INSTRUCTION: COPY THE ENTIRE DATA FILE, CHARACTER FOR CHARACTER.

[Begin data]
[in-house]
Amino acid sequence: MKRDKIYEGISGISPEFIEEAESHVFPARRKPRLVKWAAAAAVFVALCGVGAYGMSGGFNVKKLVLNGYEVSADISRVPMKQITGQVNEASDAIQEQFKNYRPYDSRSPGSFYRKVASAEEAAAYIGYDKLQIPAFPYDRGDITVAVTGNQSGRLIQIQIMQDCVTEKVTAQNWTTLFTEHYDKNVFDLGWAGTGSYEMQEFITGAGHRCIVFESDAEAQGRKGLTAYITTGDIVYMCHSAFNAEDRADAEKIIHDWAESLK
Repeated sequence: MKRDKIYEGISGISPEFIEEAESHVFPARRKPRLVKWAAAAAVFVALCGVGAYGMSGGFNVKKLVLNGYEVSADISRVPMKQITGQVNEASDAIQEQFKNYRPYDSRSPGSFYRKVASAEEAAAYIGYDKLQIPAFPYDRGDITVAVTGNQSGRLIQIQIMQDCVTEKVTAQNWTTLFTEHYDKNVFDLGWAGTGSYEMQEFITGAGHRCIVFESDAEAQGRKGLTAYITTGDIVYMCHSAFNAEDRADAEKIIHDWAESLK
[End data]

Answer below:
[in-house]
Amino acid sequence: MKRDKIYEGISGISPEFIEEAESHVFPARRKPRLVKWAAAAAVFVALCGVGAYGMSGGFNVKKLVLNGYEVSADISRVPMKQITGQVNEASDAIQEQFKNYRPYDSRSPGSFYRKVASAEEAAAYIGYDKLQIPAFPYDRGDITVAVTGNQSGRLIQIQIMQDCVTEKVTAQNWTTLFTEHYDKNVFDLGWAGTGSYEMQEFITGAGHRCIVFESDAEAQGRKGLTAYITTGDIVYMCHSAFNAEDRADAEKIIHDWAESLK
Repeated sequence: MKRDKIYEGISGISPEFIEEAESHVFPARRKPRLVKWAAAAAVFVALCGVGAYGMSGGFNVKKLVLNGYEVSADISRVPMKQITGQVNEASDAIQEQFKNYRPYDSRSPGSFYRKVASAEEAAAYIGYDKLQIPAFPYDRGDITVAVTGNQSGRLIQIQIMQDCVTEKVTAQNWTTLFTEHYDKNVFDLGWAGTGSYEMQEFITGAGHRCIVFESDAEAQGRKGLTAYITTGDIVYMCHSAFNAEDRADAEKIIHDWAESLK